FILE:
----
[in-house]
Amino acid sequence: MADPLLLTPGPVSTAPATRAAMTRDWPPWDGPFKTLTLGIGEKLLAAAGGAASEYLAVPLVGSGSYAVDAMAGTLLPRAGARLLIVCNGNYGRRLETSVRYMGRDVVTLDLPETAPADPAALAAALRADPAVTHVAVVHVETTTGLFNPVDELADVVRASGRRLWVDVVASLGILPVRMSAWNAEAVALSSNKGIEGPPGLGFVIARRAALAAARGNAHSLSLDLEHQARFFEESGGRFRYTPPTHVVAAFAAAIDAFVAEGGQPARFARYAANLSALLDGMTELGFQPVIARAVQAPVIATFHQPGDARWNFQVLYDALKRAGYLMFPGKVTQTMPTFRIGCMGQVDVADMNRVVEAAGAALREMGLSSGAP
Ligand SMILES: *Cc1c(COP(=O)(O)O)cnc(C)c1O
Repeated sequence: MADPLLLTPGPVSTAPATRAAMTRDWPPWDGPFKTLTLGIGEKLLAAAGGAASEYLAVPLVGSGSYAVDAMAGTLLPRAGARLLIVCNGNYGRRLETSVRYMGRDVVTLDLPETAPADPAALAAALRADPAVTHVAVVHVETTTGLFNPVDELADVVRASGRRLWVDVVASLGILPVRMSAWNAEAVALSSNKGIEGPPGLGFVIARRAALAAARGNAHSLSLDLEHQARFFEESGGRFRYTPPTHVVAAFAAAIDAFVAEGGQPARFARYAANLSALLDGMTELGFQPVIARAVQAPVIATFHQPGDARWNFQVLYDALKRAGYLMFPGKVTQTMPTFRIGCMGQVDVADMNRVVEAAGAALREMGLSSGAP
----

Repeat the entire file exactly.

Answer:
[in-house]
Amino acid sequence: MADPLLLTPGPVSTAPATRAAMTRDWPPWDGPFKTLTLGIGEKLLAAAGGAASEYLAVPLVGSGSYAVDAMAGTLLPRAGARLLIVCNGNYGRRLETSVRYMGRDVVTLDLPETAPADPAALAAALRADPAVTHVAVVHVETTTGLFNPVDELADVVRASGRRLWVDVVASLGILPVRMSAWNAEAVALSSNKGIEGPPGLGFVIARRAALAAARGNAHSLSLDLEHQARFFEESGGRFRYTPPTHVVAAFAAAIDAFVAEGGQPARFARYAANLSALLDGMTELGFQPVIARAVQAPVIATFHQPGDARWNFQVLYDALKRAGYLMFPGKVTQTMPTFRIGCMGQVDVADMNRVVEAAGAALREMGLSSGAP
Ligand SMILES: *Cc1c(COP(=O)(O)O)cnc(C)c1O
Repeated sequence: MADPLLLTPGPVSTAPATRAAMTRDWPPWDGPFKTLTLGIGEKLLAAAGGAASEYLAVPLVGSGSYAVDAMAGTLLPRAGARLLIVCNGNYGRRLETSVRYMGRDVVTLDLPETAPADPAALAAALRADPAVTHVAVVHVETTTGLFNPVDELADVVRASGRRLWVDVVASLGILPVRMSAWNAEAVALSSNKGIEGPPGLGFVIARRAALAAARGNAHSLSLDLEHQARFFEESGGRFRYTPPTHVVAAFAAAIDAFVAEGGQPARFARYAANLSALLDGMTELGFQPVIARAVQAPVIATFHQPGDARWNFQVLYDALKRAGYLMFPGKVTQTMPTFRIGCMGQVDVADMNRVVEAAGAALREMGLSSGAP